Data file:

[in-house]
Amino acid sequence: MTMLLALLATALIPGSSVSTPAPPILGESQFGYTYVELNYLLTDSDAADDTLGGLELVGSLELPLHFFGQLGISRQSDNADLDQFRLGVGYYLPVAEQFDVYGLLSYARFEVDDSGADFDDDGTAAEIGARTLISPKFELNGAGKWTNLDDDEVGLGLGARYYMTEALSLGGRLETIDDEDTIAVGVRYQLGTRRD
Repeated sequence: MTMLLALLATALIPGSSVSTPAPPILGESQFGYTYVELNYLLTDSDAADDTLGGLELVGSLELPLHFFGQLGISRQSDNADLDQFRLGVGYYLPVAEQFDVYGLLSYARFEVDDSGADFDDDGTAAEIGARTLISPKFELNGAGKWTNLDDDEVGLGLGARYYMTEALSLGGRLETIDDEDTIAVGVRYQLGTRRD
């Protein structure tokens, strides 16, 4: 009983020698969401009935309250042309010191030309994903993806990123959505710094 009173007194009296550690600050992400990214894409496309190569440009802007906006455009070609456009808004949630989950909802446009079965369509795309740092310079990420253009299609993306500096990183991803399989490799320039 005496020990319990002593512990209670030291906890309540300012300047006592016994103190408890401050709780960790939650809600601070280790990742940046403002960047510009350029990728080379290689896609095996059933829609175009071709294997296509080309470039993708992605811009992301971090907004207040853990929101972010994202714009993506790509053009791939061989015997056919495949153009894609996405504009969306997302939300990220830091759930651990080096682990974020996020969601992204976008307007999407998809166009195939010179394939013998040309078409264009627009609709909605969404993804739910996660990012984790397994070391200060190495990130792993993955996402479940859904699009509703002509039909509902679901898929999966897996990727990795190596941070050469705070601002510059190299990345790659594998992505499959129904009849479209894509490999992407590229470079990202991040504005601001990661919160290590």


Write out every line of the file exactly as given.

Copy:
[in-house]
Amino acid sequence: MTMLLALLATALIPGSSVSTPAPPILGESQFGYTYVELNYLLTDSDAADDTLGGLELVGSLELPLHFFGQLGISRQSDNADLDQFRLGVGYYLPVAEQFDVYGLLSYARFEVDDSGADFDDDGTAAEIGARTLISPKFELNGAGKWTNLDDDEVGLGLGARYYMTEALSLGGRLETIDDEDTIAVGVRYQLGTRRD
Repeated sequence: MTMLLALLATALIPGSSVSTPAPPILGESQFGYTYVELNYLLTDSDAADDTLGGLELVGSLELPLHFFGQLGISRQSDNADLDQFRLGVGYYLPVAEQFDVYGLLSYARFEVDDSGADFDDDGTAAEIGARTLISPKFELNGAGKWTNLDDDEVGLGLGARYYMTEALSLGGRLETIDDEDTIAVGVRYQLGTRRD
């Protein structure tokens, strides 16, 4: 009983020698969401009935309250042309010191030309994903993806990123959505710094 009173007194009296550690600050992400990214894409496309190569440009802007906006455009070609456009808004949630989950909802446009079965369509795309740092310079990420253009299609993306500096990183991803399989490799320039 005496020990319990002593512990209670030291906890309540300012300047006592016994103190408890401050709780960790939650809600601070280790990742940046403002960047510009350029990728080379290689896609095996059933829609175009071709294997296509080309470039993708992605811009992301971090907004207040853990929101972010994202714009993506790509053009791939061989015997056919495949153009894609996405504009969306997302939300990220830091759930651990080096682990974020996020969601992204976008307007999407998809166009195939010179394939013998040309078409264009627009609709909605969404993804739910996660990012984790397994070391200060190495990130792993993955996402479940859904699009509703002509039909509902679901898929999966897996990727990795190596941070050469705070601002510059190299990345790659594998992505499959129904009849479209894509490999992407590229470079990202991040504005601001990661919160290590």